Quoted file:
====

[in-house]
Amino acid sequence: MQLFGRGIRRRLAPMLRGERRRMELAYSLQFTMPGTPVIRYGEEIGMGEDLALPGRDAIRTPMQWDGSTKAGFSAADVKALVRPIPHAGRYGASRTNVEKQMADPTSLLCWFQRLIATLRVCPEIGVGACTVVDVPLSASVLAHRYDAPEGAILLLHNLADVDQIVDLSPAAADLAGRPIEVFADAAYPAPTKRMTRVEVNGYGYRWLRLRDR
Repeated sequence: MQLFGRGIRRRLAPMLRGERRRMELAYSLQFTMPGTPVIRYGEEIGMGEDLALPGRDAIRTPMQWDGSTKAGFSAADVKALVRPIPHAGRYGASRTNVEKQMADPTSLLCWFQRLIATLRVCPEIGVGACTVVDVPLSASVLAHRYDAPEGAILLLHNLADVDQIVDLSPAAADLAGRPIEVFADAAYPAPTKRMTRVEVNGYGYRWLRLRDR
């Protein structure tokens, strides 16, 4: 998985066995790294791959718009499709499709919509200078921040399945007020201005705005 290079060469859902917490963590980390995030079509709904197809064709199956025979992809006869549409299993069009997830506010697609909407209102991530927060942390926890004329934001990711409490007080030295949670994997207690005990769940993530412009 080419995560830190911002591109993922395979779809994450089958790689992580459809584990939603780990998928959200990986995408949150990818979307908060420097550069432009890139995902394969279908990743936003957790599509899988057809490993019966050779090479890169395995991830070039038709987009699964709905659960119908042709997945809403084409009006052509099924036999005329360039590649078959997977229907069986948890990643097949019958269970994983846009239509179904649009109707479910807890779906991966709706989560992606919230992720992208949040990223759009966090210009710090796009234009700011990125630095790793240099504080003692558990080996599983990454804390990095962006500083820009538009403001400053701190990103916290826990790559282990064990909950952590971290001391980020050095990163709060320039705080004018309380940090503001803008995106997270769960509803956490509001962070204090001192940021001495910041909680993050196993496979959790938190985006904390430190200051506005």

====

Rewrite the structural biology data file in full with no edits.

[in-house]
Amino acid sequence: MQLFGRGIRRRLAPMLRGERRRMELAYSLQFTMPGTPVIRYGEEIGMGEDLALPGRDAIRTPMQWDGSTKAGFSAADVKALVRPIPHAGRYGASRTNVEKQMADPTSLLCWFQRLIATLRVCPEIGVGACTVVDVPLSASVLAHRYDAPEGAILLLHNLADVDQIVDLSPAAADLAGRPIEVFADAAYPAPTKRMTRVEVNGYGYRWLRLRDR
Repeated sequence: MQLFGRGIRRRLAPMLRGERRRMELAYSLQFTMPGTPVIRYGEEIGMGEDLALPGRDAIRTPMQWDGSTKAGFSAADVKALVRPIPHAGRYGASRTNVEKQMADPTSLLCWFQRLIATLRVCPEIGVGACTVVDVPLSASVLAHRYDAPEGAILLLHNLADVDQIVDLSPAAADLAGRPIEVFADAAYPAPTKRMTRVEVNGYGYRWLRLRDR
């Protein structure tokens, strides 16, 4: 998985066995790294791959718009499709499709919509200078921040399945007020201005705005 290079060469859902917490963590980390995030079509709904197809064709199956025979992809006869549409299993069009997830506010697609909407209102991530927060942390926890004329934001990711409490007080030295949670994997207690005990769940993530412009 080419995560830190911002591109993922395979779809994450089958790689992580459809584990939603780990998928959200990986995408949150990818979307908060420097550069432009890139995902394969279908990743936003957790599509899988057809490993019966050779090479890169395995991830070039038709987009699964709905659960119908042709997945809403084409009006052509099924036999005329360039590649078959997977229907069986948890990643097949019958269970994983846009239509179904649009109707479910807890779906991966709706989560992606919230992720992208949040990223759009966090210009710090796009234009700011990125630095790793240099504080003692558990080996599983990454804390990095962006500083820009538009403001400053701190990103916290826990790559282990064990909950952590971290001391980020050095990163709060320039705080004018309380940090503001803008995106997270769960509803956490509001962070204090001192940021001495910041909680993050196993496979959790938190985006904390430190200051506005």